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Child marriage


Child marriage is a human rights violation. Despite laws against it, the practice remains widespread: Globally, one in every five girls is married, or in union, before reaching age 18. In the least developed countries, that number doubles – 40 per cent of girls are married before age 18, and 12 per cent of girls are married before age 15.

Child marriage threatens girls’ lives and health, and it limits their future prospects. Girls pressed into child marriage often become pregnant while still adolescents, increasing the risk of complications in pregnancy or childbirth. These complications are the leading cause of death among older adolescent girls.

UNFPA promotes policies, programmes and legislation designed to end child marriage. UNFPA supports evidence-based, girl-centred investments that empower girls with the information, skills and services they need to be healthy, educated and safe, helping them make a successful transition to adulthood. UNFPA also works to support the needs of married girls particularly in family planning and maternal health.

The UNFPA-UNICEF Global Programme on Child Marriage recognizes that ending child marriage entails addressing the complex sociocultural and structural factors underpinning the practice. The joint programme targets different areas: adolescent girls; their social and economic environment, protection and service delivery; and actions at the national, regional and global levels.

One of UNFPA’s areas of focus in Sierra Leone in achieving gender justice and equality has been forms of violence and social practices that violate the human rights and the health of women and girls. One of the most prevalent in Sierra Leone is child marriage, a serious form of child abuse. Global statistics report that every year approximately 15 million girls are married before the age of 18. The region of West and Central Africa has the highest prevalence rate of child marriage in Africa, and the world’s second highest prevalence rate (after South Asia).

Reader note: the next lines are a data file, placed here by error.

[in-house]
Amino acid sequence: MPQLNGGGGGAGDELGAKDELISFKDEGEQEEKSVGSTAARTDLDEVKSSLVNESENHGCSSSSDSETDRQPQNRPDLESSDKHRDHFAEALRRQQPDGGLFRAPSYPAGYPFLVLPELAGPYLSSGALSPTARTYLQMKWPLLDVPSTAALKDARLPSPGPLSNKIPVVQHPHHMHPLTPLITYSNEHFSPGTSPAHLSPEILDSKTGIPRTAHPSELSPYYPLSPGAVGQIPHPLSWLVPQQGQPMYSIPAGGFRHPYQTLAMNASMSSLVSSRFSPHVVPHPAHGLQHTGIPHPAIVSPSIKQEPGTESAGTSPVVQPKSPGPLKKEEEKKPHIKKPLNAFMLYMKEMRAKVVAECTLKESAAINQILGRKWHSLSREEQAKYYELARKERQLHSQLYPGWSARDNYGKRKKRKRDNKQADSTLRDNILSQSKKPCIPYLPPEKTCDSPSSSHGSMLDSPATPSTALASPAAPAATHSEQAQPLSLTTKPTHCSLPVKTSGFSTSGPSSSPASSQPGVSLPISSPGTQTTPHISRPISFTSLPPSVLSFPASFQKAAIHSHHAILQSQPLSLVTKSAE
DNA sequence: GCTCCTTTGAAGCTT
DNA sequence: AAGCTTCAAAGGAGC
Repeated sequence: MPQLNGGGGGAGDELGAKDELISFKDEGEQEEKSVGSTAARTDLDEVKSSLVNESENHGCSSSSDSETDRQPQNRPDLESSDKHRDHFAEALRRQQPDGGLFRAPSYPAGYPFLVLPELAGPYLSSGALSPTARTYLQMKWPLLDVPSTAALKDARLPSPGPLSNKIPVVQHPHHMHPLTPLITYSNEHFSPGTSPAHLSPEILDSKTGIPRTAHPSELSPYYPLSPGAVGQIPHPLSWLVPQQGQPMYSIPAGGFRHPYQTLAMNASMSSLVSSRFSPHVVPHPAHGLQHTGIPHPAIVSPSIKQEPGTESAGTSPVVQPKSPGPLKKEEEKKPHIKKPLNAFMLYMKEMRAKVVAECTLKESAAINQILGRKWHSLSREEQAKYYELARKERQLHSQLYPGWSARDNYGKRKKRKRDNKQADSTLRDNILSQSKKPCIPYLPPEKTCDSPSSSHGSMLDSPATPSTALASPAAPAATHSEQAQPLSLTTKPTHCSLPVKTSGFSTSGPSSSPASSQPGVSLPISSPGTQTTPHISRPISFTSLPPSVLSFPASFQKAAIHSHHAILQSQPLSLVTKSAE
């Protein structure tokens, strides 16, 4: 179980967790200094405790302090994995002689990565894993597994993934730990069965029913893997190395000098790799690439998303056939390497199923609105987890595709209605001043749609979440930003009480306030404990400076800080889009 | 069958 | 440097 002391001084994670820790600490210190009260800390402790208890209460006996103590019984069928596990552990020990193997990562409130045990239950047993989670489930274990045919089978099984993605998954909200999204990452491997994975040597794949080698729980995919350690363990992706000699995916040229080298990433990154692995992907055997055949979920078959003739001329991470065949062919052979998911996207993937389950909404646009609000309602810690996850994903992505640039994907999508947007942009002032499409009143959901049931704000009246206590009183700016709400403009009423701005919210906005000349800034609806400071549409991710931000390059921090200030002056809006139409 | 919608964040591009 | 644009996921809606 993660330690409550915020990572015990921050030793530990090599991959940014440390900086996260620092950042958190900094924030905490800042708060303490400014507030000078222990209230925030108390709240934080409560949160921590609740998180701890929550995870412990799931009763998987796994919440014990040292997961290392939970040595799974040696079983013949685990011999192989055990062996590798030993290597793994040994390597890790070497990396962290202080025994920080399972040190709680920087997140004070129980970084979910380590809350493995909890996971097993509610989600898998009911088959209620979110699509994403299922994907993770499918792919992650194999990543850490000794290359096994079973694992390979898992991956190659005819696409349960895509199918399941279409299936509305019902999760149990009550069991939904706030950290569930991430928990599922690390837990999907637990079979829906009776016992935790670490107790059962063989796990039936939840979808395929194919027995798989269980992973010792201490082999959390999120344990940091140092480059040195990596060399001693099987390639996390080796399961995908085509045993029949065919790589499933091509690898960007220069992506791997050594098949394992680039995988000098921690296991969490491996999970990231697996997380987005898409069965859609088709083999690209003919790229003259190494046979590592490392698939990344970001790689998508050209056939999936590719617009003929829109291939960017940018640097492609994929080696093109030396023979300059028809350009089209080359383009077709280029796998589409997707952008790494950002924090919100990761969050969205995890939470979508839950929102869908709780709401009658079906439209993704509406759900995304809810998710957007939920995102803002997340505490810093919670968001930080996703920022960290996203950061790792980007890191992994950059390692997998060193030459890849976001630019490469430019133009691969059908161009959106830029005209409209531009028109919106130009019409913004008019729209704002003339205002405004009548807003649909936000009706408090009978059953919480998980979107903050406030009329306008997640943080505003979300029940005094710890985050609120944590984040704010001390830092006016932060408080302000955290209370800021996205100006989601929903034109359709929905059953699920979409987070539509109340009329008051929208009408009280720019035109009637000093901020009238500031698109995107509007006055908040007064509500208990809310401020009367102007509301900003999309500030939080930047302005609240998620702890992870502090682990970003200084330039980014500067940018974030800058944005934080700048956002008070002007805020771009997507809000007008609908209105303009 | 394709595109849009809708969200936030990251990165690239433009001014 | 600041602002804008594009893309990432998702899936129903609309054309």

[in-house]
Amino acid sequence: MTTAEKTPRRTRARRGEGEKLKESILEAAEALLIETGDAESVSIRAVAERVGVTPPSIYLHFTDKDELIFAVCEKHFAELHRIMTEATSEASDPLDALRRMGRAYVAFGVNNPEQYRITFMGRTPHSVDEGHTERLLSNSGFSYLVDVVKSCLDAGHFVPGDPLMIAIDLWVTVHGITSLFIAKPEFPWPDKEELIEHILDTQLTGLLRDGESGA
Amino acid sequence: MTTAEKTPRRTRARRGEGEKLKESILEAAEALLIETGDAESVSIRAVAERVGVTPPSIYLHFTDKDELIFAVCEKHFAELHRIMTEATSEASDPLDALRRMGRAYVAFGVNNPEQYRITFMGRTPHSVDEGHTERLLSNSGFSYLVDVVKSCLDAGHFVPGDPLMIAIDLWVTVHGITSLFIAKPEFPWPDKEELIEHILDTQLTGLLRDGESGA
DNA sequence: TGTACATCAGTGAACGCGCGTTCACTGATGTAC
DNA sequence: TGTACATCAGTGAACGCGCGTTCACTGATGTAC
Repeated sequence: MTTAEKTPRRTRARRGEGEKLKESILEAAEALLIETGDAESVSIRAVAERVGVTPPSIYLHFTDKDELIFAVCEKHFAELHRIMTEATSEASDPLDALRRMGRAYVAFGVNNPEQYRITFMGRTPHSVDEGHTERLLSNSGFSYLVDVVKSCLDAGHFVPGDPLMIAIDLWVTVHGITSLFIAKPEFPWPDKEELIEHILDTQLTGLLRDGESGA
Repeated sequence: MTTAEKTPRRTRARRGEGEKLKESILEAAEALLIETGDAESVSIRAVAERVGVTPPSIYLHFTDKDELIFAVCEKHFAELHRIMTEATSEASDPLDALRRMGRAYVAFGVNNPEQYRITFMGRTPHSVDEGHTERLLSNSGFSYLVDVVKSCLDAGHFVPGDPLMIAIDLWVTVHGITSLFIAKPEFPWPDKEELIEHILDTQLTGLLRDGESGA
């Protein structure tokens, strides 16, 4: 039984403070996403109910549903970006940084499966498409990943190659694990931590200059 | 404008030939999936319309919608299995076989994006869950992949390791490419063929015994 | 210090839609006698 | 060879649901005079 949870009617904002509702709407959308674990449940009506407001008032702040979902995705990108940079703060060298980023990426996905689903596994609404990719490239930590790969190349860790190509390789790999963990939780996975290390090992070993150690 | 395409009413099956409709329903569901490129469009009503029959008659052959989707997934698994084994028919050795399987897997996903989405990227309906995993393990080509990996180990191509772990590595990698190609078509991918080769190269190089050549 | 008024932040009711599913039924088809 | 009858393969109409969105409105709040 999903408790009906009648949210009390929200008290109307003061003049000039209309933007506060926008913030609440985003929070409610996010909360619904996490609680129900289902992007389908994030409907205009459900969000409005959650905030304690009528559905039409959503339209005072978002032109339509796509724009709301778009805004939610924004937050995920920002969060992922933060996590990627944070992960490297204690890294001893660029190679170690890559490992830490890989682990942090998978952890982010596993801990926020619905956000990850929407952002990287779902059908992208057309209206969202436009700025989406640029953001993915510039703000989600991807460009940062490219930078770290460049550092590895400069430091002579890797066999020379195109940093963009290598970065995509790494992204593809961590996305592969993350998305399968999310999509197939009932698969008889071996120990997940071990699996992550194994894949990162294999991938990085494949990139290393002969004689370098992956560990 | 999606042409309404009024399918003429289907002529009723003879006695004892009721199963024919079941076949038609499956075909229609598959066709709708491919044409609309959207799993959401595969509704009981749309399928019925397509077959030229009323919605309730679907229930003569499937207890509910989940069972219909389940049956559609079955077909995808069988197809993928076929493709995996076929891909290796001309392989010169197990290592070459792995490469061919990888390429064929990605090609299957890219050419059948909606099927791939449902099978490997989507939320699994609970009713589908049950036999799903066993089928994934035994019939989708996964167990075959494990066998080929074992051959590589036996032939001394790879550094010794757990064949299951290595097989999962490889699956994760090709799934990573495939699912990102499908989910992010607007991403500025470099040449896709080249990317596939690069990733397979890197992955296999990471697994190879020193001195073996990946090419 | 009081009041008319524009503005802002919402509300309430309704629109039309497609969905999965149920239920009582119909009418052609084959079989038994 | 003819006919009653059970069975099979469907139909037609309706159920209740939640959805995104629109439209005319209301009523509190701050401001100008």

According to the Demographic Health Survey 2013, 21 per cent of adolescents aged 15-19 years in Sierra Leone have begun childbearing. Teenage child bearing contributes to nearly one third (28 per cent) of all pregnancies nationwide, and 40 per cent of maternal deaths occur as a result of teenage pregnancy.


In 2019, UNFPA worked with NGOs Women in Crisis Movement, MATCOPS, FINE-SL and the Office of the First Lady in the final year of the global programme to achieve the following:

  • It reached 6,763 adolescent girls’ club members in safe spaces with age-appropriate information on sexual reproductive health, life skills, financial literacy and livelihood skills using the government-validated and standardized national life skills manual. Some of these girls now serve as mentors or ambassadors in their communities, building networks to support and provide information to other girls, who were not part of the clubs, on their experiences in the safe spaces.
  • Enhanced community ownership and sustainability of the global End Child Marriage Programme, through district-level Crisis Response Groups set up in four districts (Kambia,
  • Port Loko, Bonthe and Pujehun). The groups consist of community stakeholders, gatekeepers and service providers and they actively monitor and follow up on reports of any child marriage incidences for appropriate action. A total of 234 mentors were linked with community stakeholders and Crisis Response Group members to monitor child marriage in the communities.
  • UNFPA provided technical and financial support to the First Lady’s ‘Hands off Our Girls’ Campaign, which was rolled out in 14 districts across the country, reaching teachers, school pupils, traditional leaders, wives of paramount chiefs, religious and government functionaries, young people, the media, civil society and local council authorities and soweis. The campaign reached over 1,000,000 participants with messages on the urgency of ending child marriage, teenage pregnancy and rape. A total of 149 Paramount Chiefs made an official commitment to end child marriage and these local authorities were crowned Champions of the Hands off Our Girls Campaign in their various districts.